Ultrastrong, ultrafast and local—water induces electric fields at the surface of DNA

August 4, 2016
Fig. 1: (A) Surface of a DNA double helix. The twisted strands of the helix are represented by oxygen atoms (red) of the phosphate groups. Counterions are shown in blue, the small angled structures are water molecules. (B) Two-dimensional infrared spectrum of the DNA backbone. Nonlinear vibrational signals are plotted as a function of excitation and detection frequency. The lineshapes of the resonances on the diagonal (identical excitation and detection ferquency) are directly influenced by fluctuating electric fields. The off-diagonal signals originate from couplings between different backbone vibrations. (C) Time-averaged electric field (blue) as a function of the distance from the DNA surface. Water molecules in the first layer (around 0.4 nm) generate approximately 70% of the total field, the second water layer contributes some 20%. Credit: MBI

The structure and dynamics of the DNA double helix are influenced in a decisive way by the surrounding water shell. New experiments in the ultrafast time domain show that the first two water layers at the DNA surface generate electric fields of up to 100 megavolts/cm which fluctuate on the femtosecond time scale and are limited to a spatial range on the order of 1 nm.

DNA molecules are the carrier of genetic information and form a structure in their native aqueous environment. This structure consists of two opposite twisted strands of nucleotides (Fig. 1A). An alternating arrangement of negatively charged phosphate groups and polar sugar units forms the backbone of the which interacts directly with the surrounding . The overall negative charge of the double helix is compensated for by positively charged counterions such as sodium ions which in an aqueous environment are located in direct proximity to the DNA surface. The interaction of the electric dipoles of water molecules with the charges of the counterions and as well as the polar units generates electric fields at the DNA surface. Such fields are being discussed in a highly controversial way, even after decades of intense research, reflecting the structural complexity of this many-body system and its thermal fluctuations on short time scales.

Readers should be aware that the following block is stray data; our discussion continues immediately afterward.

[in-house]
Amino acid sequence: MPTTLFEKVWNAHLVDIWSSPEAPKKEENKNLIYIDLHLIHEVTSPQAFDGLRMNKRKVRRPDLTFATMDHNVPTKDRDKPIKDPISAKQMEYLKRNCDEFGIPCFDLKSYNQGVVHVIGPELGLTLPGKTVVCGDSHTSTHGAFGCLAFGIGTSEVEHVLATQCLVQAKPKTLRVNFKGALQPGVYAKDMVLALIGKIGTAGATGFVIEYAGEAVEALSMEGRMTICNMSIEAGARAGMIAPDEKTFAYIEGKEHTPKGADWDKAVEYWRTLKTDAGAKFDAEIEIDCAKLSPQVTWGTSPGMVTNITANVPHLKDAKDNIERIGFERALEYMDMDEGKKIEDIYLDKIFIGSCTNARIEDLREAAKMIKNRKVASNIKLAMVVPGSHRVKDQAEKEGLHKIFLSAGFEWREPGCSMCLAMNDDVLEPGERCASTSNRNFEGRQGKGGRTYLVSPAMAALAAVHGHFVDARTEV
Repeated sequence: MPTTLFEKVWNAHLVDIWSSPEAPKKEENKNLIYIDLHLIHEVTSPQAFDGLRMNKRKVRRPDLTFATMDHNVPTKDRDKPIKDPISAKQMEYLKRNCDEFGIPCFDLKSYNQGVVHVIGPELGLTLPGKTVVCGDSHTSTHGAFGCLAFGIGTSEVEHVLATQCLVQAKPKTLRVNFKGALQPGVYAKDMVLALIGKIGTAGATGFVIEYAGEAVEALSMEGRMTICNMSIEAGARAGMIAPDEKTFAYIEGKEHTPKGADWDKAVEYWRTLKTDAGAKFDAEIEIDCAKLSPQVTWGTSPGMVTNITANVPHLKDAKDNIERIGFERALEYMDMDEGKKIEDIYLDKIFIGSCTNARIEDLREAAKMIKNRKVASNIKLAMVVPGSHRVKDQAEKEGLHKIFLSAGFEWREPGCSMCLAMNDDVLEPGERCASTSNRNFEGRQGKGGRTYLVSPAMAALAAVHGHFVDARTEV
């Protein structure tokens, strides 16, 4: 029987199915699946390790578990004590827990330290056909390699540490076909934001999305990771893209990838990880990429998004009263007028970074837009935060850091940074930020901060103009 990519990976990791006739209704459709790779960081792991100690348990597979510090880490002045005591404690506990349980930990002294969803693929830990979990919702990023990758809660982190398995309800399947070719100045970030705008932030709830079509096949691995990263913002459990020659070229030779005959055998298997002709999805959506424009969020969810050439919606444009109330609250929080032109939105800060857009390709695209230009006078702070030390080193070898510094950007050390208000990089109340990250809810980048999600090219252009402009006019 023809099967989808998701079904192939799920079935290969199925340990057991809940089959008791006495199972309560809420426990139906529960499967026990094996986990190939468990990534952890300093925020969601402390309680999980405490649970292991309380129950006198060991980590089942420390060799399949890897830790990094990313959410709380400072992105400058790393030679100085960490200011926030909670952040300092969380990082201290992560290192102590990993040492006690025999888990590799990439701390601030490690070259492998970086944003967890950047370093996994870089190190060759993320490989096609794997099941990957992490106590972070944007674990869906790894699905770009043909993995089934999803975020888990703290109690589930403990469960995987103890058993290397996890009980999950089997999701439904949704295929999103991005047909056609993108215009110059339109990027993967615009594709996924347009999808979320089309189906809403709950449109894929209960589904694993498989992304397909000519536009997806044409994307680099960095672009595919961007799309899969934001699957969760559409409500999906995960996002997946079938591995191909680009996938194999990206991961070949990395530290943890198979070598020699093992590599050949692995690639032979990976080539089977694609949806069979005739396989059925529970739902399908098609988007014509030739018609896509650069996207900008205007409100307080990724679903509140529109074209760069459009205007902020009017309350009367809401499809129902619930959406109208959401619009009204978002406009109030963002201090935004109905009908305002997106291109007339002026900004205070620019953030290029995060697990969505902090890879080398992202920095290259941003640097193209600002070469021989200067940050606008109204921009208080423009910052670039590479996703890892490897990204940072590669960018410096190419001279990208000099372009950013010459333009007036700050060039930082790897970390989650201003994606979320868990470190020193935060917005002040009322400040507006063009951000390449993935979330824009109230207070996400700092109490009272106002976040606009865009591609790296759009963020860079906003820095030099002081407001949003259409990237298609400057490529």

Scientists from the Max-Born-Institute in Berlin have now succeeded for the first time in determining the strength, range, and ultrafast dynamics of electric fields at a native DNA surface. In a recent paper published in the Journal of Physical Chemistry Letters, they report how vibrations of the backbone of native salmon DNA serve as probes for mapping electric interactions in space and time. Electric fields at the surface directly influence the shape and dynamics of vibrational resonances which are recorded in real-time on the femtosecond (1 fs = 10-15 ) s by a method referred to as two-dimensional infrared spectroscopy (Fig. 1B). The water content of the DNA samples has been varied in a systematic way to discern different contributions to the fluctuating electric fields at the DNA surface.

The experiments and a detailed theoretical analysis performed in parallel show that water molecules in the first two layers at the DNA surface generate an extremely strong electric field whereas the ionic groups and outer water layers play a minor role. The spatial range of the field is approximately 1 nm, its strength reaches values up to 100 megavolts/cm (hundred million volts per centimeter) as shown in Fig. 1C. Thermal motions of the water molecules result in field fluctuations of 25 MV/cm on a 300 fs time scale. The time scale of fluctuations demonstrates a hindrance of water motions due to the coupling to the corrugated DNA surface and a slowing down compared to neat water. This new quantitative insight is important for understanding the key role of and its dynamics at biological interfaces such as charged cell membranes and the surface of proteins.

Explore further: Isolating water's impact on vibrations within DNA

More information: Torsten Siebert et al. Range, Magnitude, and Ultrafast Dynamics of Electric Fields at the Hydrated DNA Surface, The Journal of Physical Chemistry Letters (2016). DOI: 10.1021/acs.jpclett.6b01369

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